Né en Argentine, exilé au Mexique, déménagé en Gaspésie à l’âge adulte et maintenant installé à Montréal, Juan Sebastián Larobina possède un bagage de vie atypique. De cette accumulation d’expériences est née une fusion musicale hors du commun, palpable sur son plus récent album, intitulé Somos. Mais étonnement, il lui aura fallu bien des années avant de véritablement plonger dans ses racines culturelles. « J’avais 10 ans lorsque nous avons fui la dictature en Argentine. Je jouais déjà de la musique. Cela a toujours été mon moyen d’expression et ma thérapie. Je crois que j’ai fait économiser bien des dollars en psy à ma famille! Mais plus jeune, j’étais surtout attiré par le rock, le funk et le progressif, comme tous les ados au fond. La recherche de mes racines est venue plus tard. Et ce n’est que récemment que j’ai commencé à apprécier le tango, à quasiment 40 ans et très loin de chez moi, » révèle-t-il.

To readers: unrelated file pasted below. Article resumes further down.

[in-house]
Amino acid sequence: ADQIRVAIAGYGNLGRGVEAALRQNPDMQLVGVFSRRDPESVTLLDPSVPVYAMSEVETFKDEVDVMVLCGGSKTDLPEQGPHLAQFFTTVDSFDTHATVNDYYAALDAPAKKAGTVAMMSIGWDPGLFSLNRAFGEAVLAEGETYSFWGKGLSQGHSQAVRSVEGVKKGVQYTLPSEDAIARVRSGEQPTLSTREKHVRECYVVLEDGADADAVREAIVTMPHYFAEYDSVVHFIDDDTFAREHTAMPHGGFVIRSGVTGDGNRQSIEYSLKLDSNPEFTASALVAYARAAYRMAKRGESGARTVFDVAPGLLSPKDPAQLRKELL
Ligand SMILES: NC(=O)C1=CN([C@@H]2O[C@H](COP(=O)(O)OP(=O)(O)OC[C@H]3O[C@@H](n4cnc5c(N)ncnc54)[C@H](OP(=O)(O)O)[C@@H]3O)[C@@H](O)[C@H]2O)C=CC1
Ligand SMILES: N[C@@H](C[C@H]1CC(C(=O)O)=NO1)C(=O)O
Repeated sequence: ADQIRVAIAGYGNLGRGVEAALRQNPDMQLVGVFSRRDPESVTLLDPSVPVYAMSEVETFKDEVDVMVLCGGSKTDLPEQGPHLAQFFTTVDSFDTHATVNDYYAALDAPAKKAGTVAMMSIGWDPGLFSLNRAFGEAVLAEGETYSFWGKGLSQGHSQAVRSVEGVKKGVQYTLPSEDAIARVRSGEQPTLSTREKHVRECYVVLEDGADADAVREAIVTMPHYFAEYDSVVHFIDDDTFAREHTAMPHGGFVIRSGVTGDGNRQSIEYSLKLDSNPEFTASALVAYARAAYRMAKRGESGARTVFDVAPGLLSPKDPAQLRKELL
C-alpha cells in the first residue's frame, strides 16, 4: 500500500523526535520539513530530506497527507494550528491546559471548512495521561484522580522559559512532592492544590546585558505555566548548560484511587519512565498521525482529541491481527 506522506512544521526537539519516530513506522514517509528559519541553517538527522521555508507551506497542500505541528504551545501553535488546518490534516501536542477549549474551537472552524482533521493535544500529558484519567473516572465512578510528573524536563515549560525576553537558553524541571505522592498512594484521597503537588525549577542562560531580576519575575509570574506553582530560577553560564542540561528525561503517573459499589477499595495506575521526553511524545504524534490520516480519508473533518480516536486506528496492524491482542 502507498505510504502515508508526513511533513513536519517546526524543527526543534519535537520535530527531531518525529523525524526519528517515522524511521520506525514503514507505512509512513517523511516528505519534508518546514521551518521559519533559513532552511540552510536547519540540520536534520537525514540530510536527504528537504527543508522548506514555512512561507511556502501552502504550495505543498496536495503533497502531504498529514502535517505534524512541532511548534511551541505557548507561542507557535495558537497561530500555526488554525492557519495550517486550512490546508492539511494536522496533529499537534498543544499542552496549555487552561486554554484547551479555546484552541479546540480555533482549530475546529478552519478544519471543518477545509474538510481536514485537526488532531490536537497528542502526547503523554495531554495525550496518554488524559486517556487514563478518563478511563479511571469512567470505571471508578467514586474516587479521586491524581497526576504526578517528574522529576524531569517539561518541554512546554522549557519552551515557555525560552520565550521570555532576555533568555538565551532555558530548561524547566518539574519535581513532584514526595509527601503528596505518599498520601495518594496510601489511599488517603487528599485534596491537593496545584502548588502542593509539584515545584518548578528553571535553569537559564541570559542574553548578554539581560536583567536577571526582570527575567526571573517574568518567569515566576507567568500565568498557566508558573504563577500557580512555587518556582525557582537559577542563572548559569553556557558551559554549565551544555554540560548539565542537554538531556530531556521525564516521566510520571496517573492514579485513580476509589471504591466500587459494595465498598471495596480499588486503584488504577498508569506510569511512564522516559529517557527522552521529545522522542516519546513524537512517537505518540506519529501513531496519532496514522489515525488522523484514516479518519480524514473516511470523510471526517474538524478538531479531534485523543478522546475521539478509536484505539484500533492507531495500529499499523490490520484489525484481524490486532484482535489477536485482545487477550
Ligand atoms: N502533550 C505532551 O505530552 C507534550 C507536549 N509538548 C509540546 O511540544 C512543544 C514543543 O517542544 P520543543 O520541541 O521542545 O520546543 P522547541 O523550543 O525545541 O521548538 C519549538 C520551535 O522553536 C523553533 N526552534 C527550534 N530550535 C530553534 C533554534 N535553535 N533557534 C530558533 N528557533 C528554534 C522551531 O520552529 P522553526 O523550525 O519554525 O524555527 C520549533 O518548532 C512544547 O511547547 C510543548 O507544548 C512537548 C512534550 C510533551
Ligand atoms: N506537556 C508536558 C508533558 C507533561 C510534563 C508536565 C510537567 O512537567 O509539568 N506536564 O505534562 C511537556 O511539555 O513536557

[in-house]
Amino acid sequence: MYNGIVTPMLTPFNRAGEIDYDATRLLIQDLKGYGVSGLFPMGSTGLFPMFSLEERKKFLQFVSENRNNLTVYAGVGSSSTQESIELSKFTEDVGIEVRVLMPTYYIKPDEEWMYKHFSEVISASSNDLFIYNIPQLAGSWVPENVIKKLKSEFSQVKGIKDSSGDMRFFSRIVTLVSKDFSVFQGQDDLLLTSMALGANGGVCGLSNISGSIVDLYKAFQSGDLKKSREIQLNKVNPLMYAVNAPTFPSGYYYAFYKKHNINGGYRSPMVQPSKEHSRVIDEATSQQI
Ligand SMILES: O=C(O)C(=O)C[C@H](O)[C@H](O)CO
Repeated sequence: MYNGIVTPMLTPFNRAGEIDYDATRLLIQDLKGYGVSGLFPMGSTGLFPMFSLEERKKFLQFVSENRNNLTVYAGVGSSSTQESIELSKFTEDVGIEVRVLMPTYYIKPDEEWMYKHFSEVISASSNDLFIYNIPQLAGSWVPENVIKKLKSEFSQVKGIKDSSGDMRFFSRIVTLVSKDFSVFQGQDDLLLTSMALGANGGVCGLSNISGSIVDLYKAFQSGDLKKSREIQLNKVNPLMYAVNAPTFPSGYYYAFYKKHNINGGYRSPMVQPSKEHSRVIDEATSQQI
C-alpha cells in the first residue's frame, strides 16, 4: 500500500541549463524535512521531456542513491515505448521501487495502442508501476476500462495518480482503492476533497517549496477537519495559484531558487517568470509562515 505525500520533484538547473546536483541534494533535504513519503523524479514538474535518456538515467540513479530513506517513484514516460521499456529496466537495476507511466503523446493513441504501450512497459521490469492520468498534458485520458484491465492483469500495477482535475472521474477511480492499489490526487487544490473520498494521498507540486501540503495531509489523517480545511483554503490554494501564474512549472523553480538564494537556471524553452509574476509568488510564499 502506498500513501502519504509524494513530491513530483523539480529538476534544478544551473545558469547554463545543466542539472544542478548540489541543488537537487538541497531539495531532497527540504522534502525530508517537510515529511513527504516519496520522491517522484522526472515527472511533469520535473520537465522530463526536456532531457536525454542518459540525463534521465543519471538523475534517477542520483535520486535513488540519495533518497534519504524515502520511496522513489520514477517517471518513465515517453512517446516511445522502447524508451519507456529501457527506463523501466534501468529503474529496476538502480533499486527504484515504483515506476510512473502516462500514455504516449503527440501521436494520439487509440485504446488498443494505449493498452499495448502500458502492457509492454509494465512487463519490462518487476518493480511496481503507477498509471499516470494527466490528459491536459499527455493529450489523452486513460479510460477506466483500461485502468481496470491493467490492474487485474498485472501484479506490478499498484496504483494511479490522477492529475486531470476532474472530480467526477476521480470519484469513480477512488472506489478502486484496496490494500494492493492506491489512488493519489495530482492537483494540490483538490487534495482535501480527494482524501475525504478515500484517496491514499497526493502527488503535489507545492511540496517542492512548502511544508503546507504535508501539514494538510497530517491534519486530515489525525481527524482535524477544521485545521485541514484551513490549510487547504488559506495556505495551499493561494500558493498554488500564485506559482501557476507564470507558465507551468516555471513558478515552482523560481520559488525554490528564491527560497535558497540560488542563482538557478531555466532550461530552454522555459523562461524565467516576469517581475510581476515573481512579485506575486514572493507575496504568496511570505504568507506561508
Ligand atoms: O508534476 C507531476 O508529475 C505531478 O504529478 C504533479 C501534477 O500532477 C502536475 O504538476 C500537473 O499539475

Le déblocage a donc eu lieu une fois bien installé au Québec, en grande partie par son implication dans le programme Les artistes à l’école. « J’ai conçu un voyage pour les élèves qui débute en Argentine, pour se diriger vers le Chili, le Brésil, Cuba puis le Mexique. Cela m’a demandé beaucoup de recherche et m’a ouvert les yeux sur les musiques folkloriques du sud de l’Amérique. Je ne suis pas un folkloriste, je suis juste un curieux. C’est donc tout récemment que j’ai fait les liens, » évoque-t-il.

Influences québécoises
À cela, Larobina ajoute aujourd’hui sa passion pour les rythmes traditionnels québécois. Une démarche qui s’est intégrée à son art dès 1999, soit deux ans après son arrivée en Gaspésie. « Lors de mon passage au Mexique, j’ai appris à m’intégrer parce que je voulais faire partie de la gang. Cela a été mon école de l’intégration! Quand je suis arrivé au Québec, je me disais que j’allais apprendre un autre folklore, ce que je n’ai pas trouvé au début en Gaspésie.

 

« Mais lors d’un voyage aux Îles-de-la-Madeleine en 1999, je suis allé à une fête avec plein de musiciens, dont des violonistes et des accordéonistes. Nous avons joué sans arrêt jusqu’à 8h30 le lendemain matin. Nous avons mélangé nos musiques. J’ai ensuite rencontré des gens comme Michel Bordeleau et Yves Lambert, puis j’ai demandé une bourse pour étudier La Bolduc et la musique traditionnelle québécoise. » Voilà donc ce qui explique ces chants et cette podorythmie typiques de la tradition québécoise présents à plusieurs endroits sur l’album, qui a d’ailleurs été produit par La prûche libre, compagnie appartenant à Yves Lambert et Françoise Boudrias.